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Installing ThingsBoard Edge using Docker (Linux or Mac OS)

ThingsBoard Edge and ThingsBoard Server versions compatibility rules:

  • ThingsBoard Edge version X.Y.Z is compatible with ThingsBoard Server version X.Y.Z and above.
  • ThingsBoard Edge version X.Y.Z is NOT compatible with ThingsBoard Server versions below X.Y.Z.

Example: ThingsBoard Edge version 3.3.4.1 is compatible with ThingsBoard server version 3.3.4.1 and above (3.4.0, 3.4.1, …). ThingsBoard Edge version 3.4.0 is NOT compatible with ThingsBoard server version 3.3.4.1 or below (3.3.4, 3.3.3, …). ThingsBoard Server 3.3.4.1 or below should be upgraded to ThingsBoard Server 3.4.0 or above first.

Please make sure that ThingsBoard Server is updated to the latest version before proceed.

This guide will help you to install and start ThingsBoard Edge using Docker on Linux or Mac OS.

Prerequisites

ThingsBoard Cloud server

To start using ThingsBoard Edge you need to have ThingsBoard PE server that supports edge functionality up and running.

The easiest way is to use ThingsBoard Cloud server.
The alternative option is to install ThingsBoard Professional Edition server that supports edge functionality on-premise. Please visit Install PE to install 3.3 version or higher of server that supports edge functionality.

Edge provision on cloud

Additionally, you will need to provision ThingsBoard Edge on cloud server. Please follow Step 1 first if you skipped it.

Once ThingsBoard Edge provisioned on cloud server please follow installation steps below.

Docker installation

Don’t forget to add your linux user to the docker group. See Manage Docker as a non-root user.

Edge hardware requirements

Hardware requirements depend on an amount of devices connected to the edge and GUI usage locally.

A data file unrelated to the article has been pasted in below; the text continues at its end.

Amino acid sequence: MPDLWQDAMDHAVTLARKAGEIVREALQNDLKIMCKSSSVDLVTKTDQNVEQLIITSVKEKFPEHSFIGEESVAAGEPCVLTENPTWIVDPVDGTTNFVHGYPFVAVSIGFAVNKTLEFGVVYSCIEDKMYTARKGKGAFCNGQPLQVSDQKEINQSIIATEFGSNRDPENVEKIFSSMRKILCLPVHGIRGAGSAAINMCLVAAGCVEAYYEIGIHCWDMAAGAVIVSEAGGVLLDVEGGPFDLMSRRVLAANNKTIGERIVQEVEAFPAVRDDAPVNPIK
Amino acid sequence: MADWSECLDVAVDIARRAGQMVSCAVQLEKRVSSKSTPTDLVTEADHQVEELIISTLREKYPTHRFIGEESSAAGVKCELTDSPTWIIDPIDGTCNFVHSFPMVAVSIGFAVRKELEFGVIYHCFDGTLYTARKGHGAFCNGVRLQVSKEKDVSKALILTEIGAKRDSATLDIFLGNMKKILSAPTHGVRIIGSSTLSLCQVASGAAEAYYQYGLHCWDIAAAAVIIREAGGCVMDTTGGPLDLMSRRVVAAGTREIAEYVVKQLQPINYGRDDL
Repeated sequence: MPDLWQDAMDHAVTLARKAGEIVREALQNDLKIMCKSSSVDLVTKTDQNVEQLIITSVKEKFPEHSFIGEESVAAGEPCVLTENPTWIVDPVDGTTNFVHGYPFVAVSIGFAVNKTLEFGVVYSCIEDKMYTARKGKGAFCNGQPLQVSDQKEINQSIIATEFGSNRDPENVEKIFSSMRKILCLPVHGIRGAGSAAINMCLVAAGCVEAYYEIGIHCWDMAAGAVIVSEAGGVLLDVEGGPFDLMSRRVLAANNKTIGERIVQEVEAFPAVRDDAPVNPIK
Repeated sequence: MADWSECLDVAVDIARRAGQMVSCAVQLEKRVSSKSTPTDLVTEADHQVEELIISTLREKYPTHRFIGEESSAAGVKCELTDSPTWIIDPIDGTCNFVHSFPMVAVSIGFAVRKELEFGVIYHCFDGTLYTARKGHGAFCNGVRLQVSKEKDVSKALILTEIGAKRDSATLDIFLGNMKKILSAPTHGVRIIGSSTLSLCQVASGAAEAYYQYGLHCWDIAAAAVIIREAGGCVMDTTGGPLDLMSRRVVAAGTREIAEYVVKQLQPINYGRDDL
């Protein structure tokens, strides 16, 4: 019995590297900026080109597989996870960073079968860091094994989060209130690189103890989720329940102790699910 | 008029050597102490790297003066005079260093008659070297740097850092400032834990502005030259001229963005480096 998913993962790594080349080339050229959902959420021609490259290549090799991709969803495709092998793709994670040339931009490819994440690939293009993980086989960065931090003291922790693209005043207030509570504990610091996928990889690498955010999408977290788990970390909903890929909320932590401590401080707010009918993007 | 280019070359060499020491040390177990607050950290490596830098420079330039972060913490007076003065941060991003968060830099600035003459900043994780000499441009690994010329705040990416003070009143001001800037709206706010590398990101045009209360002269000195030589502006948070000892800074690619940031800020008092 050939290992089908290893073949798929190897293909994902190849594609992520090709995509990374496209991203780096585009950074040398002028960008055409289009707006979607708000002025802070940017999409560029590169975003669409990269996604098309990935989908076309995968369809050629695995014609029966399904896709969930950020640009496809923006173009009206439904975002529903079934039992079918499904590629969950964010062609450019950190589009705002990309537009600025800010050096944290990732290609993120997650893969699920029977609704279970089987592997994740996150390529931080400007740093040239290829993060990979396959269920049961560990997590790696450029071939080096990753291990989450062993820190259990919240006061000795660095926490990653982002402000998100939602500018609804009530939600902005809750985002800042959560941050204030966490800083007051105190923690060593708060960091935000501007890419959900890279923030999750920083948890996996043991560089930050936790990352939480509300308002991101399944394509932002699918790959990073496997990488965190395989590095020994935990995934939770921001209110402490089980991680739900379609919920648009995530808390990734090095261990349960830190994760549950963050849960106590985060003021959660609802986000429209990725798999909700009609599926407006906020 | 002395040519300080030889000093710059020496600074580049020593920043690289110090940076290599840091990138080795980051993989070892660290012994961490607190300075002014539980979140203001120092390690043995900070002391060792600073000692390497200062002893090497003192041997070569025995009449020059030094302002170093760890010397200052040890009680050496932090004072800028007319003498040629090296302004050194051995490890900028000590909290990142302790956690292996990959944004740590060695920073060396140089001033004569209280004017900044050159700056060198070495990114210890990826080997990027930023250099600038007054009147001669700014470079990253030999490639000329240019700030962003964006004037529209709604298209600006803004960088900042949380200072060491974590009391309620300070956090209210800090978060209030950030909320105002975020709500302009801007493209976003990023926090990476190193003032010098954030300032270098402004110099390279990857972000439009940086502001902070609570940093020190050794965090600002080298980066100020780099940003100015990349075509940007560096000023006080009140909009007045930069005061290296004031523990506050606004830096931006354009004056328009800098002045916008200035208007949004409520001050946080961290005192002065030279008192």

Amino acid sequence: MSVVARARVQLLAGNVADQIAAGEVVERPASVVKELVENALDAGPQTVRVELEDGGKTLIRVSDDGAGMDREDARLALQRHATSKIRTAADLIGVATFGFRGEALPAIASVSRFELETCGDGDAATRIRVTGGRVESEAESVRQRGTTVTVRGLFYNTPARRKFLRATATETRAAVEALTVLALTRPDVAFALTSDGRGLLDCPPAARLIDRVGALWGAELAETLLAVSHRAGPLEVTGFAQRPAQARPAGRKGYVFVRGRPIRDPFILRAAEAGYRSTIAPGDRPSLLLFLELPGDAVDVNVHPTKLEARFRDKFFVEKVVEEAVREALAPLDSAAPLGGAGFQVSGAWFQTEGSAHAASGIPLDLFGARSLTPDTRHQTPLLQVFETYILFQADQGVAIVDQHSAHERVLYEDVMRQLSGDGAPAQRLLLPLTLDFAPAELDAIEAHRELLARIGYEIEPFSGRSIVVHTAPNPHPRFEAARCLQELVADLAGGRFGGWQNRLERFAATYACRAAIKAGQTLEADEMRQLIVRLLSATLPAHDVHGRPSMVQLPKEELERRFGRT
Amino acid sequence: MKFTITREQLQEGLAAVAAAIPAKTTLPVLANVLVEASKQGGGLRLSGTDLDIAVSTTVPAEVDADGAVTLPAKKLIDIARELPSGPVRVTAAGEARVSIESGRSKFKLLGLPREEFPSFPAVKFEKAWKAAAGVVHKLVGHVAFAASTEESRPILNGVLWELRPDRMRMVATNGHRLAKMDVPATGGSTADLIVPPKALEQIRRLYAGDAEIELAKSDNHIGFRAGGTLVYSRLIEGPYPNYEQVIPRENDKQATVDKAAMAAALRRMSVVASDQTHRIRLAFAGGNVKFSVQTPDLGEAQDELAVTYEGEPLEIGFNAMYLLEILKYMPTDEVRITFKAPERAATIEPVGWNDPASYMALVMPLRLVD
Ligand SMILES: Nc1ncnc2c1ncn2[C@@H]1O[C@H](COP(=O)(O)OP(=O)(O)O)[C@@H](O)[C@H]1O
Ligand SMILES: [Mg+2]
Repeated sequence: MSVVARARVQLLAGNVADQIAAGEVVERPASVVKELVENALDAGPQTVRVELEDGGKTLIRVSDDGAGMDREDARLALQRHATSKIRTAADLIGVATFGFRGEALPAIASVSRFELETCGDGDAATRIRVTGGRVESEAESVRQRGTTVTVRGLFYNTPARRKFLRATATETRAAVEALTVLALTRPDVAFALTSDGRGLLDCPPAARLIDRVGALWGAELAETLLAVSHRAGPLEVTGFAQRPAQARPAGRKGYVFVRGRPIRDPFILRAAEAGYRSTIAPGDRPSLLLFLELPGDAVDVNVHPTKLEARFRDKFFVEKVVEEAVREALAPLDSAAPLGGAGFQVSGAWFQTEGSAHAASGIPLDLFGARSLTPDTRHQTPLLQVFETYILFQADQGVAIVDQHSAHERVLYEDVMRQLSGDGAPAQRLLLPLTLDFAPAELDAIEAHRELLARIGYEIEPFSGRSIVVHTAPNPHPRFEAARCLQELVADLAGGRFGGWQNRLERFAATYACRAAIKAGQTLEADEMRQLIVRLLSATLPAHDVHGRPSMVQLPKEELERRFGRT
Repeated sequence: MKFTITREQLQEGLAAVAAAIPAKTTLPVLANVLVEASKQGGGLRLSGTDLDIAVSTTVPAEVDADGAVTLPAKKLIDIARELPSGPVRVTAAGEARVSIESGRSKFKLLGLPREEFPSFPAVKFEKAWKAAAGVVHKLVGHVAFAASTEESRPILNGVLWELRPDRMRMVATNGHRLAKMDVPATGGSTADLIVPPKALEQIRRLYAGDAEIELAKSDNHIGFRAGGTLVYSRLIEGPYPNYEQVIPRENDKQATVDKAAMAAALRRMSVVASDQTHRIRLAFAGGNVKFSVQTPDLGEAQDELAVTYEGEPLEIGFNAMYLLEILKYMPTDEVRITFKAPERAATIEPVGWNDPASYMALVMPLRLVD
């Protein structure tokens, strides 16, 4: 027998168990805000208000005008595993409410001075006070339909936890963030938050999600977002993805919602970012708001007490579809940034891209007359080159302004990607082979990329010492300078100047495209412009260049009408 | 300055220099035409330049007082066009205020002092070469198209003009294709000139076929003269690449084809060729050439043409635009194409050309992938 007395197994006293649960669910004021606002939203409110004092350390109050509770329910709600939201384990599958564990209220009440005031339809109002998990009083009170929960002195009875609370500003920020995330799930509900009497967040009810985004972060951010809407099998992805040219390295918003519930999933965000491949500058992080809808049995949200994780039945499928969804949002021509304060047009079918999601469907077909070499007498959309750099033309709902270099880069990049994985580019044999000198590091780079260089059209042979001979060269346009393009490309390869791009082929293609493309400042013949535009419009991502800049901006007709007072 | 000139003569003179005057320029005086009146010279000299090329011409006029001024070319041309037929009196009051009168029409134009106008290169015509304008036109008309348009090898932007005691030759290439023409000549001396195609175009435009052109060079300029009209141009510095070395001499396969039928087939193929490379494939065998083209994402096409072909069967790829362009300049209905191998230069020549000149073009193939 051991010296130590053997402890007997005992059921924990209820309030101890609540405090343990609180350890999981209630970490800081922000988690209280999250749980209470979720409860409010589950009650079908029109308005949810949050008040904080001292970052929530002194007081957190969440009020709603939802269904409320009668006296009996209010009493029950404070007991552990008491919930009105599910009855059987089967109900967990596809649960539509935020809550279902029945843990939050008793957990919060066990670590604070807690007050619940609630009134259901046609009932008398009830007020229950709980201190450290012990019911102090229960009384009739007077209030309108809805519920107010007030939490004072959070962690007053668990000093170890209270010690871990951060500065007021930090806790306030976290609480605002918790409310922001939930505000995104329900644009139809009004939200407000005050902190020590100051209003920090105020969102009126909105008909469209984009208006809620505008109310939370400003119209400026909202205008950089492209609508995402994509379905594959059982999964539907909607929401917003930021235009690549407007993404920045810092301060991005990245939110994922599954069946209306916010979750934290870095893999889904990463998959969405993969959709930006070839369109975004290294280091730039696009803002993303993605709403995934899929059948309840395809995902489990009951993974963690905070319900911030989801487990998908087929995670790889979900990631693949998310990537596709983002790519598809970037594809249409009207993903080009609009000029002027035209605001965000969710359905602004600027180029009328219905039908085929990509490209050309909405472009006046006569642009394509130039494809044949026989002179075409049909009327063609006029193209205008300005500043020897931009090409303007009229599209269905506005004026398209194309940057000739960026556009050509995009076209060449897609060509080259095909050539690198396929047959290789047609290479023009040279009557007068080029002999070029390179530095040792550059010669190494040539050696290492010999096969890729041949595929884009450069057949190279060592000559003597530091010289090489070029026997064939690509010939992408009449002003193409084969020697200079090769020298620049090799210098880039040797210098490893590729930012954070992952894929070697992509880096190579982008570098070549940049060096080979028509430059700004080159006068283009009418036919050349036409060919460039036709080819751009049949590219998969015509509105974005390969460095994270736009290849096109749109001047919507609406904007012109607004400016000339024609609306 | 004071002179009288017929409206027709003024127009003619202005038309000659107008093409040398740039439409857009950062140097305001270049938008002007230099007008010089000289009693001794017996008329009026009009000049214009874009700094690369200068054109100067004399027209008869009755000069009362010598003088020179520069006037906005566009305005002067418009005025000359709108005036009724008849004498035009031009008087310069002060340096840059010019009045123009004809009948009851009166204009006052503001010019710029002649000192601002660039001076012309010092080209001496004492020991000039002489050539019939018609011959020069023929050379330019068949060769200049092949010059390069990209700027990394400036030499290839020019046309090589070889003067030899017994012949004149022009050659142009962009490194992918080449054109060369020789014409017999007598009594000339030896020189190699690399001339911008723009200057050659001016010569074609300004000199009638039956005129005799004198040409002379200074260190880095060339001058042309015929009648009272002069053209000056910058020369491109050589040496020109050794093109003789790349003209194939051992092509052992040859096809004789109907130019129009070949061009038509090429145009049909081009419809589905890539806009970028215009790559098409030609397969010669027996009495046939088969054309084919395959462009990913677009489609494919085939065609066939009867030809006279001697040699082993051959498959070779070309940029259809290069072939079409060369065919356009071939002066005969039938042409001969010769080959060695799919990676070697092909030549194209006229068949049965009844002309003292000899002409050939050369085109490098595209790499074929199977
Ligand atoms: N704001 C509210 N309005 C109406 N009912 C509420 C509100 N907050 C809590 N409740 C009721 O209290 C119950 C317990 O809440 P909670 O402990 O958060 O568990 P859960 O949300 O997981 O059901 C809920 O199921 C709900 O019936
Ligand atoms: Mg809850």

To run ThingsBoard Edge without heavily usage of GUI (local dashboards, device management etc.) and relatively small amount of devices (under 100) on a single machine you will need at least 1GB of RAM.

To run ThingsBoard Edge with heavily usage of GUI (local dashboards, device management etc.) and with 100+ devices on a single machine we recommend having at least 4GB of RAM.

Step 1. Pull ThingsBoard Edge Images

Make sure your have logged in to docker hub using command line.

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docker pull thingsboard/tb-edge-pe:3.4.3EDGEPE

Step 2. Running ThingsBoard Edge

Here you can find ThingsBoard Edge docker image:

Create docker compose file for ThingsBoard Edge service:

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nano docker-compose.yml

Add the following lines to the yml file:

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version: '3.0'
services:
  mytbedge:
    restart: always
    image: "thingsboard/tb-edge-pe:3.4.3EDGEPE"
    ports:
      - "8080:8080"
      - "1883:1883"
      - "5683-5688:5683-5688/udp"
    environment:
      SPRING_DATASOURCE_URL: jdbc:postgresql://postgres:5432/tb-edge
      EDGE_LICENSE_INSTANCE_DATA_FILE: /data/instance-edge-license.data
      CLOUD_ROUTING_KEY: PUT_YOUR_EDGE_KEY_HERE # e.g. 19ea7ee8-5e6d-e642-4f32-05440a529015